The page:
This morning explore old Carcross, dating back to the gold rush era. The old Yukon & White Pass Train station has become a museum and is well worth a stop. As we head further south the various lakes we pass are backed up by magnificent mountain landscapes, taking us to the top of White Pass, a barren alpine wonderland. From the pass it is a seven mile, 3200 foot descent to the US border and Alaska. We will celebrate the end of a great bicycle tour tonight in Skagway, a frontier port town whose historic town center is a popular destination for travelers. (motel accommodations tonight, dinner on your own) Cycling: 65 mi / 105 km, Terrain: mountainous, Meals: B L
Enjoy a day in the historic port town of Skagway, jumping off point for the Klondike Gold Fields. Celebrate your ride with dinner at the local brewpub.
Skagway still has the feel of frontier days, with wooden sidewalks and frontier architecture. We have the day free to explore this popular city. For folks with an interest in trains, you can take a ride on the old White Pass & Yukon line, traveling up to Fraiser Pass through a beautiful valley. Or perhaps follow one of the local trails for a hike through coastal rainforest. We will gather in the evening for a final dinner in the far north together. (motel accommodations tonight, breakfast and lunch on your own) Meals: D
Board the ferry for a journey through the dramatic scenery of the Inside Passage, end your adventure in Juneau.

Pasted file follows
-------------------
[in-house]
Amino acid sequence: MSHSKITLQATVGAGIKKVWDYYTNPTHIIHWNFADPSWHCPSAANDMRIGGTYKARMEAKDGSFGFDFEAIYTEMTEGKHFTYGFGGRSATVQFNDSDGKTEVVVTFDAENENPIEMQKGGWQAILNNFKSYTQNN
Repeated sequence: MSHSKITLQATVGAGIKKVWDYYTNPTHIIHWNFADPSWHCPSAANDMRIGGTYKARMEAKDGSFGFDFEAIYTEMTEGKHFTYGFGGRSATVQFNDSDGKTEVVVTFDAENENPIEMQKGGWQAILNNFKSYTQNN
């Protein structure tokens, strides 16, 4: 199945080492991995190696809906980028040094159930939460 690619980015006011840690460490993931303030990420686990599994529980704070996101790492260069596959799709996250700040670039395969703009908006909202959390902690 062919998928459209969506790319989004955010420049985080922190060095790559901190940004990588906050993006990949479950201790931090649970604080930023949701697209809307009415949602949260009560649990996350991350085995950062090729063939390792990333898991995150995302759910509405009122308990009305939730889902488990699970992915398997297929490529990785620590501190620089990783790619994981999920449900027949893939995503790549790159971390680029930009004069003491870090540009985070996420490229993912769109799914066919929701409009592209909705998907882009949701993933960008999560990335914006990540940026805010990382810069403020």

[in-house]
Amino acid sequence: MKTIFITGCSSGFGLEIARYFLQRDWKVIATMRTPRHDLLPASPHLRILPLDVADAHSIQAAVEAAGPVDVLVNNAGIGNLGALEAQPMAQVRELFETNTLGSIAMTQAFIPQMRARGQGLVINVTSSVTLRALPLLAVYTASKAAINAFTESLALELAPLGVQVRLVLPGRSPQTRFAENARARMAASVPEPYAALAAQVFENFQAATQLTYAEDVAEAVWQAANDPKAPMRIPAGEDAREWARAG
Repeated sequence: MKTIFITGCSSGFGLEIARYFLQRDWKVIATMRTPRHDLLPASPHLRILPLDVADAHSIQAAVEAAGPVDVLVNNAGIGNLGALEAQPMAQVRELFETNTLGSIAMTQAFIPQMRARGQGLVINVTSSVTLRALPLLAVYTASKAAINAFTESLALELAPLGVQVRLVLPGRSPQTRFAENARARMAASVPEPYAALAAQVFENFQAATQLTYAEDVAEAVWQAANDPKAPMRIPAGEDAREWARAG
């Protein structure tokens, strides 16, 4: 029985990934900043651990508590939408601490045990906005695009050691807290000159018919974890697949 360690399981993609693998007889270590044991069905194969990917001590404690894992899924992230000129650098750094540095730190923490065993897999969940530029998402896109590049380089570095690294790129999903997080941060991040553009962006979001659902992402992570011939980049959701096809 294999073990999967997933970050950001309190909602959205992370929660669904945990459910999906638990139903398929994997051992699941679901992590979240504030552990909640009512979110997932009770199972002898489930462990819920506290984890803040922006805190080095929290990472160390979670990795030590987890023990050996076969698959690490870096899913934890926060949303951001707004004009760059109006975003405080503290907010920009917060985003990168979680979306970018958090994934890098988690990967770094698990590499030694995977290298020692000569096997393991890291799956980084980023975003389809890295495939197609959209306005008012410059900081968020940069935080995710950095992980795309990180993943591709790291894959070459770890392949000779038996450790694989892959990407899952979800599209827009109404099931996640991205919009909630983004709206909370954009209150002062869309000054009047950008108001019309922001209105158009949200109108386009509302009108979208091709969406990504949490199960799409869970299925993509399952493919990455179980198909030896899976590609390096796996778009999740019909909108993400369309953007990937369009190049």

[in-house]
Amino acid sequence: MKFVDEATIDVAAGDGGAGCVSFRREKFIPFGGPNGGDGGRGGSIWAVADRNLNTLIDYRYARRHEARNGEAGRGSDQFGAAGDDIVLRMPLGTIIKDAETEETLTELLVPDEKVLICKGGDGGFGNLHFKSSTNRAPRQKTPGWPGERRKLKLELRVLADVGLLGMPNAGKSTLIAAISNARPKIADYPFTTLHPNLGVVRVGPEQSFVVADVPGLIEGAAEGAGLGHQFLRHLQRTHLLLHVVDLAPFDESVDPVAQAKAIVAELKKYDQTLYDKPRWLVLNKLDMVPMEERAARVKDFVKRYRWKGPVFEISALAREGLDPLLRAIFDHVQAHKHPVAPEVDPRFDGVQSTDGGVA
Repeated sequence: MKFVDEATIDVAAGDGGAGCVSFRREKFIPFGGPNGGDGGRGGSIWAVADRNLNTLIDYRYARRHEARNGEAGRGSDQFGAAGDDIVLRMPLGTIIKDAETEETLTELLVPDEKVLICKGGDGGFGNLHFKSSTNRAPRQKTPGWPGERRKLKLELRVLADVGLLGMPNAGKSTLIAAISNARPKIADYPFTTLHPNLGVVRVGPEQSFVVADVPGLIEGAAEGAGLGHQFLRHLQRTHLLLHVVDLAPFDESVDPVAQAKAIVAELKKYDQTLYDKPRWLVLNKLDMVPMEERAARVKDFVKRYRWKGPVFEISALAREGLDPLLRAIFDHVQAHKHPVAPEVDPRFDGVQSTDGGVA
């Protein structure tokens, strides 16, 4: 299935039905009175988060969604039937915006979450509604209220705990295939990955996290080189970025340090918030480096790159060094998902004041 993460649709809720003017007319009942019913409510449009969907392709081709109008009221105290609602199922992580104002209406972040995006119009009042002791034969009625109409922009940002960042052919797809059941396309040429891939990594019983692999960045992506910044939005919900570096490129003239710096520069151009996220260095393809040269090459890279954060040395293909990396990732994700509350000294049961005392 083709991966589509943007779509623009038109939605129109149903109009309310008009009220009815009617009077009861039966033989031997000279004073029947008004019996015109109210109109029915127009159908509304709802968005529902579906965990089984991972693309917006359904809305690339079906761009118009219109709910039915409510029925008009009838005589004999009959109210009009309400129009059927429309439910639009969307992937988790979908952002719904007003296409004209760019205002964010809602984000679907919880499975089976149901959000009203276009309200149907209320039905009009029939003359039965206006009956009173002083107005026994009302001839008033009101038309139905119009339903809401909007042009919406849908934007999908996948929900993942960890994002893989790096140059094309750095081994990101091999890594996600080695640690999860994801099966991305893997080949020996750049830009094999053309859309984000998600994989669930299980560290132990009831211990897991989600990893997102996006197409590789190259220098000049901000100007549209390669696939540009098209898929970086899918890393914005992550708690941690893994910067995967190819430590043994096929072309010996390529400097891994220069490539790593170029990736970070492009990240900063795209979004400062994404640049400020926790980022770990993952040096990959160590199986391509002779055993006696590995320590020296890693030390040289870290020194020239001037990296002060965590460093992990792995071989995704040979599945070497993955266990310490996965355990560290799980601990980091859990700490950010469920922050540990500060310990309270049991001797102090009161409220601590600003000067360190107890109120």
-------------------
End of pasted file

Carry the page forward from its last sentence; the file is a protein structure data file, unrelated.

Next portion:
Morning comes early, as you have an 8 am ferry to catch, taking you through the Inside Passage to Juneau. Your guides will bid you farewell on the docks in Skagway. Meals: none
This was a fantastic trip. Our first time in Alaska/Yukon, also. The wilderness was awe inspiring. The cycling support was immensely helpful, and Tom was kindly flexible, in re-routing when the local air flight fell through. We ended up with a couple extra cycling days- and would not have wanted to miss those.
Husband still raves about the breakfast - and wonders why he doesn't get "that much bacon" at home...
The cycling was about the right intensity for us, but I would think best for experienced cyclists used to the usual daily mileage and/or willing and able to train. We could have used some additional hill practice in advance, but adapted pretty quickly.
The campsites were very pleasant, and the occasional lay over days with time to explore the towns appreciated.Odette B
12 days (8 days cycling) Camping & Motels Level: C